Tuesday, 19 May 2015

What Next? - Part 8

For Labour(6)

Labour will need to carve out a specifically internationalist and social democratic line, in order to build an effective opposition. The focus of Labour in the period ahead should be to develop such an approach. The Tories will now push ahead with an EU referendum, and now it is to happen, Andy Burnham is correct to argue that it should be held as soon as is possible. Labour should avoid the severe mistake they made in the Scottish referendum, where they joined a cross party campaign with the Tories. Labour should have put forward a social democratic and internationalist argument for retaining the union, in the Scottish referendum, and they need to likewise put forward a specifically social democratic and internationalist argument for Britain remaining in the EU. Neither of those things are possible, if you are lining up with the Tories.

That Labour has gone along with the Tories proposals for limiting the right of free movement of labour, within the EU, by supporting the idea of restricting benefits, is not a good start. It is ridiculous to make a distinction between workers moving to take up work, in another EU country, and workers obtaining benefits, in those countries, when they have moved. Such restrictions essentially prevent the right of free movement, as well as creating a two tier labour market, in each country, with some workers being entitled to benefits and other workers denied them, even though they are paying taxes to cover them.

Workers do not control the conditions under which they either have employment or do not, so a worker may move from country A to country B to take up a job, but has absolutely no control over whether they will still have that job 3, 6 or 12 months from now. Single workers may possibly be able to move from one country to another whilst taking that risk, and without any guarantee of benefits should things turn out badly for them, but workers with families that they need to move with them certainly cannot, especially where any such move depends upon the other members of their family being able to obtain such benefits whilst they obtain work etc., or if they are sick, disabled and so on, and thereby dependent on some form of support.  Moreover, in a single market, which the EU is supposed to be, there should be no difference between workers, from say Stoke, moving to seek work in an area with high levels of employment, and wages, like Dortmund, than there is those workers moving to Birmingham.  To demand that workers have employment before they move, is to restrict free movement, and it is only possible to move on that basis, if there is some basic safety net that covers people while they find work.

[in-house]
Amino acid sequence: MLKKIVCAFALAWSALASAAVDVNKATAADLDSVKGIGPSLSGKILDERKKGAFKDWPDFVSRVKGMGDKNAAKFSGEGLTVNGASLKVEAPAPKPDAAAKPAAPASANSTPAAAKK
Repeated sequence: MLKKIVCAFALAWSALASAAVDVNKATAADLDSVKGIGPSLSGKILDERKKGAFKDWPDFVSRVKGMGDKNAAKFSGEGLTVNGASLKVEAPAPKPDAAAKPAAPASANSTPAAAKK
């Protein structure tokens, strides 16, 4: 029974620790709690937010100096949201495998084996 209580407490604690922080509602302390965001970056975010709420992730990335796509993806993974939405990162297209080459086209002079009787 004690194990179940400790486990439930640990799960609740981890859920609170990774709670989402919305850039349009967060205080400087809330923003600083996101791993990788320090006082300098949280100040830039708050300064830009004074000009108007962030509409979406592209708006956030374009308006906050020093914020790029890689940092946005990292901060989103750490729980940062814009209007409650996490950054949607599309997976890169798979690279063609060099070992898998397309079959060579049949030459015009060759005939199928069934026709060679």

The answer to the Tory and nationalist objections is not to pander to them, as Labour has done, but to put forward an internationalist solution. The answer, so long as workers benefits are to be provided by a capitalist welfare state, rather than by workers collectively themselves, is to create an EU Welfare State, rather than remaining limited within the constrictions of national welfare states. On that basis, a level playing field would be created, which, in any case, should be a minimal requirement for any single market, with common benefits, pensions etc., payable to all workers within the EU, and paid for out of a single EU Welfare budget.